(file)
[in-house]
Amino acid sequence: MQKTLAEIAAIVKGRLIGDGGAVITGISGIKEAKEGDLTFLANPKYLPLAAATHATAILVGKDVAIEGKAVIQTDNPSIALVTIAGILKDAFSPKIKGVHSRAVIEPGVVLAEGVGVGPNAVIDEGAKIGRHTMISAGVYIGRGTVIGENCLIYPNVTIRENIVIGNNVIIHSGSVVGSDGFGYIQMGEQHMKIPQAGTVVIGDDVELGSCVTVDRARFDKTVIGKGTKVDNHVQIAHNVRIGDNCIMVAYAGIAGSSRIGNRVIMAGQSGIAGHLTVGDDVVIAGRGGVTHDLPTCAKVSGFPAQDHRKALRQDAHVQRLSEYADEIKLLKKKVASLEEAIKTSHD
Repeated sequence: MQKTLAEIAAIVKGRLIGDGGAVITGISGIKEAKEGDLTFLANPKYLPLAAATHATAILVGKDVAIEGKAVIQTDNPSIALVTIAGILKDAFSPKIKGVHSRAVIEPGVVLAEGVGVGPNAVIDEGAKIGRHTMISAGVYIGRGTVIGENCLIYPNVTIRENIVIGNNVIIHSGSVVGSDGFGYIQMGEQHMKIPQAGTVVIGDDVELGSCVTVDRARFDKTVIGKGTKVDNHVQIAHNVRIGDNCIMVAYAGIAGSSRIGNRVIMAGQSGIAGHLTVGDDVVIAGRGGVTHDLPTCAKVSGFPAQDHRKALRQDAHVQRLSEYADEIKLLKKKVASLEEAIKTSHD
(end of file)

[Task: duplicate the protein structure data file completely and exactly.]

[in-house]
Amino acid sequence: MQKTLAEIAAIVKGRLIGDGGAVITGISGIKEAKEGDLTFLANPKYLPLAAATHATAILVGKDVAIEGKAVIQTDNPSIALVTIAGILKDAFSPKIKGVHSRAVIEPGVVLAEGVGVGPNAVIDEGAKIGRHTMISAGVYIGRGTVIGENCLIYPNVTIRENIVIGNNVIIHSGSVVGSDGFGYIQMGEQHMKIPQAGTVVIGDDVELGSCVTVDRARFDKTVIGKGTKVDNHVQIAHNVRIGDNCIMVAYAGIAGSSRIGNRVIMAGQSGIAGHLTVGDDVVIAGRGGVTHDLPTCAKVSGFPAQDHRKALRQDAHVQRLSEYADEIKLLKKKVASLEEAIKTSHD
Repeated sequence: MQKTLAEIAAIVKGRLIGDGGAVITGISGIKEAKEGDLTFLANPKYLPLAAATHATAILVGKDVAIEGKAVIQTDNPSIALVTIAGILKDAFSPKIKGVHSRAVIEPGVVLAEGVGVGPNAVIDEGAKIGRHTMISAGVYIGRGTVIGENCLIYPNVTIRENIVIGNNVIIHSGSVVGSDGFGYIQMGEQHMKIPQAGTVVIGDDVELGSCVTVDRARFDKTVIGKGTKVDNHVQIAHNVRIGDNCIMVAYAGIAGSSRIGNRVIMAGQSGIAGHLTVGDDVVIAGRGGVTHDLPTCAKVSGFPAQDHRKALRQDAHVQRLSEYADEIKLLKKKVASLEEAIKTSHD